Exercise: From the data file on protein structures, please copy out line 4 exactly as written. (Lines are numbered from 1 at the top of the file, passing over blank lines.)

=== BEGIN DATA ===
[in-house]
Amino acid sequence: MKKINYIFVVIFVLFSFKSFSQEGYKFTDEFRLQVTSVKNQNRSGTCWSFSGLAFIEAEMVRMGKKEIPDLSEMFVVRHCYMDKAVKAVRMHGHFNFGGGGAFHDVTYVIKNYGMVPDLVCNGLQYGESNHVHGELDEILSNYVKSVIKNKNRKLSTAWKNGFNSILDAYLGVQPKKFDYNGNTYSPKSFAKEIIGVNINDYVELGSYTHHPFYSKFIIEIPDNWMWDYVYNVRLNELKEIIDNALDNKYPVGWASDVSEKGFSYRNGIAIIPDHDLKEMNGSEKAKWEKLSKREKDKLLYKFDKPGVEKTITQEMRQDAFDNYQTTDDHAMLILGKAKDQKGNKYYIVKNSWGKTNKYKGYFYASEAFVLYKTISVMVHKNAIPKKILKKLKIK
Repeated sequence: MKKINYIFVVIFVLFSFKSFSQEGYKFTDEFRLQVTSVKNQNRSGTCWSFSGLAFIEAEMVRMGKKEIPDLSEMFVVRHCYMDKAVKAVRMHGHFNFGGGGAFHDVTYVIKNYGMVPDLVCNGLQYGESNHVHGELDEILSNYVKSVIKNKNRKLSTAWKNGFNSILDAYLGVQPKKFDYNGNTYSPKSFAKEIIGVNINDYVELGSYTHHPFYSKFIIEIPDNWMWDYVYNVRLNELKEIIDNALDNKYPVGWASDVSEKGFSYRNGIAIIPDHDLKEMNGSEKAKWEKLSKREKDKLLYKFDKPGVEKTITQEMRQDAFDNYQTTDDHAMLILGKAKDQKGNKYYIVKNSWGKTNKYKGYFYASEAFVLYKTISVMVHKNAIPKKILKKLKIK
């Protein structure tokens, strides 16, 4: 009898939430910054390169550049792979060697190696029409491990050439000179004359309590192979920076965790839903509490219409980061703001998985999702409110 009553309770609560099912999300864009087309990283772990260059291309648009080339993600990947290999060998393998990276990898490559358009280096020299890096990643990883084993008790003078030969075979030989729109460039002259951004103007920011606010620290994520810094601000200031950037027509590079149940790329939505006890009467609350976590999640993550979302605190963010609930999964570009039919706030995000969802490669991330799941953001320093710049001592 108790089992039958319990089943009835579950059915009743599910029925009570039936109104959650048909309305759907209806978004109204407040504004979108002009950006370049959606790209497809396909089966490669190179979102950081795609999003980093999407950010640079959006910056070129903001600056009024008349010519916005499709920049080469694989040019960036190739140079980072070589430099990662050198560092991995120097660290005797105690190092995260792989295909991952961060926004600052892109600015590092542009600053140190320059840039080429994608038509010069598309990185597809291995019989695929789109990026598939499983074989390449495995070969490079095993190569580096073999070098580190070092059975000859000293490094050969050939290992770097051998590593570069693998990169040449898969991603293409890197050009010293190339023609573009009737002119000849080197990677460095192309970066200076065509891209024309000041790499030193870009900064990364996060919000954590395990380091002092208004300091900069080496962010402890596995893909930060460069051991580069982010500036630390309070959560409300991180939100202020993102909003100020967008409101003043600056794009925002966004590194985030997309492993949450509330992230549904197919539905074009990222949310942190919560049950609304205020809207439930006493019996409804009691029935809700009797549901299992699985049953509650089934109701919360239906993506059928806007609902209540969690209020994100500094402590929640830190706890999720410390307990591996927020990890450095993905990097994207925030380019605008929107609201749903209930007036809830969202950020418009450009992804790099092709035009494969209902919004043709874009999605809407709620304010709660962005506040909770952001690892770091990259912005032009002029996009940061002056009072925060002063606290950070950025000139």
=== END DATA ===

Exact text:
């Protein structure tokens, strides 16, 4: 009898939430910054390169550049792979060697190696029409491990050439000179004359309590192979920076965790839903509490219409980061703001998985999702409110 009553309770609560099912999300864009087309990283772990260059291309648009080339993600990947290999060998393998990276990898490559358009280096020299890096990643990883084993008790003078030969075979030989729109460039002259951004103007920011606010620290994520810094601000200031950037027509590079149940790329939505006890009467609350976590999640993550979302605190963010609930999964570009039919706030995000969802490669991330799941953001320093710049001592 108790089992039958319990089943009835579950059915009743599910029925009570039936109104959650048909309305759907209806978004109204407040504004979108002009950006370049959606790209497809396909089966490669190179979102950081795609999003980093999407950010640079959006910056070129903001600056009024008349010519916005499709920049080469694989040019960036190739140079980072070589430099990662050198560092991995120097660290005797105690190092995260792989295909991952961060926004600052892109600015590092542009600053140190320059840039080429994608038509010069598309990185597809291995019989695929789109990026598939499983074989390449495995070969490079095993190569580096073999070098580190070092059975000859000293490094050969050939290992770097051998590593570069693998990169040449898969991603293409890197050009010293190339023609573009009737002119000849080197990677460095192309970066200076065509891209024309000041790499030193870009900064990364996060919000954590395990380091002092208004300091900069080496962010402890596995893909930060460069051991580069982010500036630390309070959560409300991180939100202020993102909003100020967008409101003043600056794009925002966004590194985030997309492993949450509330992230549904197919539905074009990222949310942190919560049950609304205020809207439930006493019996409804009691029935809700009797549901299992699985049953509650089934109701919360239906993506059928806007609902209540969690209020994100500094402590929640830190706890999720410390307990591996927020990890450095993905990097994207925030380019605008929107609201749903209930007036809830969202950020418009450009992804790099092709035009494969209902919004043709874009999605809407709620304010709660962005506040909770952001690892770091990259912005032009002029996009940061002056009072925060002063606290950070950025000139």